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Putting women at the centre of climate change responses

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“We know that people who are the most affected by the impacts of climate change are the ones who depend on natural resources for their livelihoods, live in hardship, do not have financial security, have less mobility, have fewer choices, and have less opportunity to voice their concerns. Overall, there are more women than men suffering from those situations. Moreover, when there is a crisis, there are more domestic violence cases; again, women are the principal victims. Despite this, we still struggle to find the right way to implement climate change strategies that have a tangible impact on women’s lives. I believe that progressing gender equality and empowering women are critical if we want to develop the resilience of our communities. We do need to encourage their leadership and make available the resources they need for their economic security. We have to make sure that they are safe from the adverse impacts of climate change and safe from violence in their home. We must tap into the energy of our youth and the innovations they proposed.”

-Tuvalu Minister for Health, Social Welfare and Gender Affairs, Isaia Vaipuna Taape

The 14th Triennial Conference of Pacific Women—acknowledging that climate change is the single   greatest threat to the well-being, security and livelihoods of Pacific people, has called for a gender responsive approach to the climate crisis that encourages women’s meaningful participation at all stages of climate change policies, strategies and plans.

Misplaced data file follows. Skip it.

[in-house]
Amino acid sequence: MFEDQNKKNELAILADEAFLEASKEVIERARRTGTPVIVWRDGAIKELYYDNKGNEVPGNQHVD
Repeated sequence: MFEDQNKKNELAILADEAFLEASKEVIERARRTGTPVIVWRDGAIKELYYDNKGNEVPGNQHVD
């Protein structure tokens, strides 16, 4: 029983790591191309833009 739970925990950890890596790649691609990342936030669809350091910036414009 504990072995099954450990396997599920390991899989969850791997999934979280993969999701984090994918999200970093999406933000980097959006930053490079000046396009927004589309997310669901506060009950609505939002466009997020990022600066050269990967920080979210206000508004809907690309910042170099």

The communique calls for traditional knowledge to be recognised, that governments meet social and environmental safeguards when applying for climate financing, that knowledge hubs be established to improve inclusion and sharing of knowledge , and that women and girls are assured of  gender based violence and sexual and reproductive health rights information and services during times of crisis.

And in a resolution that holds true for all the areas discussed  by the Triennial and Women’s Conference, it states that stakeholders “recognise that recovery efforts in the aftermath of the COVID-19 pandemic present an opportunity to transform our societies and to place women, especially the most marginalised, at the heart of climate change and crisis responses and the transition to a green economy.”

The 14th Triennial Conference of Pacific Women and 7th Meeting of Pacific Ministers for Women has successfully concluded, but the work has just begun. To stay up to date with how this work is being implemented, visit https://www.spc.int/human-rights-and-social-development-hrsd 

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